Mini review: “Dodgers” by Bill Beverly

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I came across this by chance and just could not resist given the reviews and the awards it won last year.

It is the story of a group of young black guys from a rough part of Los Angeles who are sent on a road trip across America to kill a judge when their narcotics operation is busted by the police.

Its pared-back tone belies the book’s emotional impact. This is more than a journey in a van for the main character – it is a rite of passage. I read through the second half of the book in one sitting one evening and found myself thinking about it all the next morning.

Somehow I managed to miss the fact that there was an audiobook version (it sounds good too…), so I went with the paper version.

Given that the book clocks in at only 300 pages there is a lot of story and character development built in.  A number of twists happen out of the blue and without fanfare that mess with the boys’ mission.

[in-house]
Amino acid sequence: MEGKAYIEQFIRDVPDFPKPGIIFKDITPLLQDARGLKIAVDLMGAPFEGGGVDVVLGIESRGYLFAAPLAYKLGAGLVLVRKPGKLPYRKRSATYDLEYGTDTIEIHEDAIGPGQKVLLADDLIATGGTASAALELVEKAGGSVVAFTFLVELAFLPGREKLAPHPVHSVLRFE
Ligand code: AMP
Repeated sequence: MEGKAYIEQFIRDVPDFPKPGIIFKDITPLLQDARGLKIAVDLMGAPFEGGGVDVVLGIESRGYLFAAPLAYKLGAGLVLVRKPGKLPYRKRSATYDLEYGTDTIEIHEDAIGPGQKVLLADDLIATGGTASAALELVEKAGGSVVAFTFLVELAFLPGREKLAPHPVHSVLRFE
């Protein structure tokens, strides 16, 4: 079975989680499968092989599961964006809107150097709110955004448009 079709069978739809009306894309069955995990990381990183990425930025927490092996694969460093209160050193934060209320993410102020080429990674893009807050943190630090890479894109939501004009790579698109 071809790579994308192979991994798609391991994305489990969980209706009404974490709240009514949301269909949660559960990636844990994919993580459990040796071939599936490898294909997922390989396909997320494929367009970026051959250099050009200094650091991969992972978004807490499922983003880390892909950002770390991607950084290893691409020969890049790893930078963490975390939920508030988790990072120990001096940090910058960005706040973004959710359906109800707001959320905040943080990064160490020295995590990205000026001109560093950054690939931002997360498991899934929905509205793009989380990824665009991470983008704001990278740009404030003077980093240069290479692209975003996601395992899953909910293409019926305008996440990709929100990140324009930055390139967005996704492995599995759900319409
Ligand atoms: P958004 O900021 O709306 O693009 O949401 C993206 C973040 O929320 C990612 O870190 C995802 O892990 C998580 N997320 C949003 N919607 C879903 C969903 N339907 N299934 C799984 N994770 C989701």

I wondered about the plausibility of such young characters being able to do what the plot asks of them but it becomes clear as the story progresses that it wouldn’t be difficult for people to disappear through the cracks of society and never be found. If anybody actually cares enough to look for them in the first place.

Take care if you are sensitive to sometimes harsh language. These are young guys gassing amongst themselves in a confined space. Reflect on this and decide accordingly.

I’m very pleased that I chose to hitch a ride on this particular literary adventure and would highly recommend it.

Wouldn’t fancy doing it for real though.

Spare Cycles turns ten…

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This lovingly crafted blog is celebrating its tenth birthday. A beer (or ten) is cooling in the fridge to toast the reaching of a milestone. Happy birthday!

• Spare Cycles: Spare Cycles turns nine…

• Spare Cycles: Spare Cycles turns eight…

• Spare Cycles: Spare Cycles turns seven…